We are often impressed by strength. When we are impressed by athletes and soldiers, a large part of it is how strong they are. Likewise with people in high positions–they can make things happen, and so they are strong. In the first reading, we have an image of God’s strength, but it is not what we would expect. Isaiah speaks of God’s “enduring love.” We continue to be weak, and God continues to want to make us strong. Time and again, throughout history, God has shown that His love is stronger than any mountain or hill, and that He will labor to bring us back to Him. The people who are not strong enough, and even the people who were never strong enough, have nothing to fear from God. God will endure with us, and will even give us His endurance.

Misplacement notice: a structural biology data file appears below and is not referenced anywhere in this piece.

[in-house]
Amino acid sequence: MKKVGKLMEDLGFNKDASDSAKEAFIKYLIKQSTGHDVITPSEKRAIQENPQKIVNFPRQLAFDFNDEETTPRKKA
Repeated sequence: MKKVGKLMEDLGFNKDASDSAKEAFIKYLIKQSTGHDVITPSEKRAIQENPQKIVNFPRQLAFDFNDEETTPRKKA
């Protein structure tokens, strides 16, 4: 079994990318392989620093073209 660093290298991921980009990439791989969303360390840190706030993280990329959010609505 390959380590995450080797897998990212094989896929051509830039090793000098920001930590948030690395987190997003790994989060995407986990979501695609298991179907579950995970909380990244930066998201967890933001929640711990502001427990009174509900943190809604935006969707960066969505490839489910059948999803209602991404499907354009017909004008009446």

This is a great relief. For most of us, our endurance will not last for very long. We are tired, we are worn out, we cannot think straight. And yet there is still so much farther to go. In the Gospel today, it was the Pharisees and scholars–those who would not acknowledge their weakness–who left at hearing Jesus’ words. Those who were baptized by John, and had already acknowledged publicly that they could no longer endure in their love, stayed and listened to Jesus. We must ask ourselves whether we are willing to admit our weakness, and so rely upon the enduring love of God.